Search Images Maps Play YouTube News Gmail Drive More »
Sign in
Screen reader users: click this link for accessible mode. Accessible mode has the same essential features but works better with your reader.

Patents

  1. Advanced Patent Search
Publication numberUS6690117 B2
Publication typeGrant
Application numberUS 10/080,812
Publication dateFeb 10, 2004
Filing dateFeb 22, 2002
Priority dateFeb 26, 2001
Fee statusPaid
Also published asCN1249658C, CN1372240A, EP1237143A2, EP1237143A3, US20020175635
Publication number080812, 10080812, US 6690117 B2, US 6690117B2, US-B2-6690117, US6690117 B2, US6690117B2
InventorsNaoaki Komiya
Original AssigneeSanyo Electric Co., Ltd.
Export CitationBiBTeX, EndNote, RefMan
External Links: USPTO, USPTO Assignment, Espacenet
Display device having driven-by-current type emissive element
US 6690117 B2
Abstract
A current control circuit is provided between a power source circuit and a power source line VL which supplies a drive current to an organic EL element provided in each emissive pixel of a display panel. An amount of current flowing from the power source circuit to the power source line VL is detected, and when the amount of current increases, a power source voltage Vdd to be applied to the power source line VL is decreased, thereby decreasing a current flowing thorough the organic EL element. Alternatively, contrast or brightness level of display data to be supplied to each EL element is controlled in accordance with the detected amount of current, so that when the current amount increases, the contrast or brightness level is reduced thereby restricting a current flowing through the organic EL element. Thus, the amount of current flowing through the organic EL element can be restricted to thereby prevent excessive power consumption of the display device.
Images(7)
Previous page
Next page
Claims(20)
What is claimed is:
1. A display device comprising:
a display section including a plurality of pixels, each pixel having a driven-by-current type emissive element which includes at least an emissive layer between an anode and a cathode;
a power source section for generating a current to cause said driven-by-current type emissive element in said display section to emit light; and
a current control section for controlling an amount of current to be supplied to said driven-by-current type emissive element in accordance with an amount of current flowing from said power source section to said display section,
wherein said current control section is provided between said power source section and the driven-by-current type emissive element of said display section.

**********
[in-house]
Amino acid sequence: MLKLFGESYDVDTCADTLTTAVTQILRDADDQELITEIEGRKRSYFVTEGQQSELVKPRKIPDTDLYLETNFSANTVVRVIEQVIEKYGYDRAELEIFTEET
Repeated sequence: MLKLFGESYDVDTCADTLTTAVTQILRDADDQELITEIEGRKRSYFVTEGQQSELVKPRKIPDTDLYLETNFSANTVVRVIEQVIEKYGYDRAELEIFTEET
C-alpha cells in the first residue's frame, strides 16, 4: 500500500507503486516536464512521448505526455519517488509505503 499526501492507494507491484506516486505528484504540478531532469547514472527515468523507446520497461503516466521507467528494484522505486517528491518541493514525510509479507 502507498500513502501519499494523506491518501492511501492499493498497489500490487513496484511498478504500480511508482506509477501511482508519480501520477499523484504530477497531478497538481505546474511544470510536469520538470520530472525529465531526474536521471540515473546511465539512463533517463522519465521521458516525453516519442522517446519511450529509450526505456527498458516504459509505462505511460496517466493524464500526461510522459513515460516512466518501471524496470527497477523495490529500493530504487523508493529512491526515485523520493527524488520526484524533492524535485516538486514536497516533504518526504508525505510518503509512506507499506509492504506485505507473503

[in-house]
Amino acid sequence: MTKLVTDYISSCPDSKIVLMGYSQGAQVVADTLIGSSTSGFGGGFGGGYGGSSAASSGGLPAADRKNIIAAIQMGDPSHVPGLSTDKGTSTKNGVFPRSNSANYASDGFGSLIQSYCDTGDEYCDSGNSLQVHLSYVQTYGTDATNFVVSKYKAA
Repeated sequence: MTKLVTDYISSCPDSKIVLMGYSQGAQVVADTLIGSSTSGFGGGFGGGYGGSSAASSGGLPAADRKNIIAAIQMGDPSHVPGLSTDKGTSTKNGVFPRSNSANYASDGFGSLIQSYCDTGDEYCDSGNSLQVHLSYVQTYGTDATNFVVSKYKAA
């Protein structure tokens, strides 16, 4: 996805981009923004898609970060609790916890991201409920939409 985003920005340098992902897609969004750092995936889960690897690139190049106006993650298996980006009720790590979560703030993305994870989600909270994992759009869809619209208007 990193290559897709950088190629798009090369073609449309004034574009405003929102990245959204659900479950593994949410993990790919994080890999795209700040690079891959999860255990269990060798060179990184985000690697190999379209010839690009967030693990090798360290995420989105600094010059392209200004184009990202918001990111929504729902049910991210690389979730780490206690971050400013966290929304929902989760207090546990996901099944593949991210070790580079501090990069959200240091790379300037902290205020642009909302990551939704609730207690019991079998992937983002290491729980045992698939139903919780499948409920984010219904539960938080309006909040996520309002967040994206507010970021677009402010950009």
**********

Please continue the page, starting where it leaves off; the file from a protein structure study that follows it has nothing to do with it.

2. A display device according to claim 1,
wherein said current control section reduces a power source voltage to be applied to said driven-by-current type emissive element to decrease an amount of current to be supplied to said driven-by-current type emissive element when the amount of current flowing from said power source section to said display section increases.
3. A display device according to claim 1,
wherein said current control section controls contrast or brightness level of display data to be supplied to said driven-by-current type emissive element.
4. A display device according to claim 3,
wherein said current control section reduces contrast or brightness level of said display data when the amount of current flowing from said power source section to said display section increases.
5. A display device according to claim 1,
wherein said driven-by-current type emissive element is an organic electroluminescence element.
6. A display device according to claim 1,
wherein said current control section is provided between said power source section and the driven-by-current type emissive element of said display section, and said current control section reduces a power source voltage to be applied to said driven-by-current type emissive element to thereby decrease an amount of current to be supplied to said driven-by-current type emissive element when the amount of current flowing from said power source section to said display section increases.
7. A display device according to claim 6,
wherein said current control section controls contrast or brightness level of display data to be supplied to said driven-by-current type emissive element.
8. A display device according to claim 7,
wherein said current control section reduces contrast or brightness level of said display data when the amount of current flowing from said power source section to said display section increases.
9. A display device according to claim 6,